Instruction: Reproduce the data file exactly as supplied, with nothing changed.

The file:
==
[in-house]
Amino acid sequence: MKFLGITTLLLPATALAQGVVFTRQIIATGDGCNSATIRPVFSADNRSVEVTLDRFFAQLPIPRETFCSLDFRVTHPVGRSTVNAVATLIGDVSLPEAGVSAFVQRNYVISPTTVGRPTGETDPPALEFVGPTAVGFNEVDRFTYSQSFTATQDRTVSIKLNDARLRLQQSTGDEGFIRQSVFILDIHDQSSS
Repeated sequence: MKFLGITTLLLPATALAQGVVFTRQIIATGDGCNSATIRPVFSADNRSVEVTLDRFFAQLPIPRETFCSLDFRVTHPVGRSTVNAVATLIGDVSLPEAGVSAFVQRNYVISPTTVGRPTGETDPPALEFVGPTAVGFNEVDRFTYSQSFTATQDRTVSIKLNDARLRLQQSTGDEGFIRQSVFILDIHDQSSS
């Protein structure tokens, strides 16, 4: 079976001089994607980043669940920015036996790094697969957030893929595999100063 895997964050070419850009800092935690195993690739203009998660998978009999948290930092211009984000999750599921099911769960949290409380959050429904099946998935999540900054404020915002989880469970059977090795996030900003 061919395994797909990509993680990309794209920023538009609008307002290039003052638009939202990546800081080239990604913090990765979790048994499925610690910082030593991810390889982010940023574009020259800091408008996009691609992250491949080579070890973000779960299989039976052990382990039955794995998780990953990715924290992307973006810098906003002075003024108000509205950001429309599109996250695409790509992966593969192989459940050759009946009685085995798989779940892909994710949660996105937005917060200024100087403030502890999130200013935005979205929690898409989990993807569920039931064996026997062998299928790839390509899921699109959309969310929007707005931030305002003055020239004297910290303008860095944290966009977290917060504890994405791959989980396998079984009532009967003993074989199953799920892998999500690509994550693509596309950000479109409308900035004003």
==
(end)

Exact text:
[in-house]
Amino acid sequence: MKFLGITTLLLPATALAQGVVFTRQIIATGDGCNSATIRPVFSADNRSVEVTLDRFFAQLPIPRETFCSLDFRVTHPVGRSTVNAVATLIGDVSLPEAGVSAFVQRNYVISPTTVGRPTGETDPPALEFVGPTAVGFNEVDRFTYSQSFTATQDRTVSIKLNDARLRLQQSTGDEGFIRQSVFILDIHDQSSS
Repeated sequence: MKFLGITTLLLPATALAQGVVFTRQIIATGDGCNSATIRPVFSADNRSVEVTLDRFFAQLPIPRETFCSLDFRVTHPVGRSTVNAVATLIGDVSLPEAGVSAFVQRNYVISPTTVGRPTGETDPPALEFVGPTAVGFNEVDRFTYSQSFTATQDRTVSIKLNDARLRLQQSTGDEGFIRQSVFILDIHDQSSS
């Protein structure tokens, strides 16, 4: 079976001089994607980043669940920015036996790094697969957030893929595999100063 895997964050070419850009800092935690195993690739203009998660998978009999948290930092211009984000999750599921099911769960949290409380959050429904099946998935999540900054404020915002989880469970059977090795996030900003 061919395994797909990509993680990309794209920023538009609008307002290039003052638009939202990546800081080239990604913090990765979790048994499925610690910082030593991810390889982010940023574009020259800091408008996009691609992250491949080579070890973000779960299989039976052990382990039955794995998780990953990715924290992307973006810098906003002075003024108000509205950001429309599109996250695409790509992966593969192989459940050759009946009685085995798989779940892909994710949660996105937005917060200024100087403030502890999130200013935005979205929690898409989990993807569920039931064996026997062998299928790839390509899921699109959309969310929007707005931030305002003055020239004297910290303008860095944290966009977290917060504890994405791959989980396998079984009532009967003993074989199953799920892998999500690509994550693509596309950000479109409308900035004003």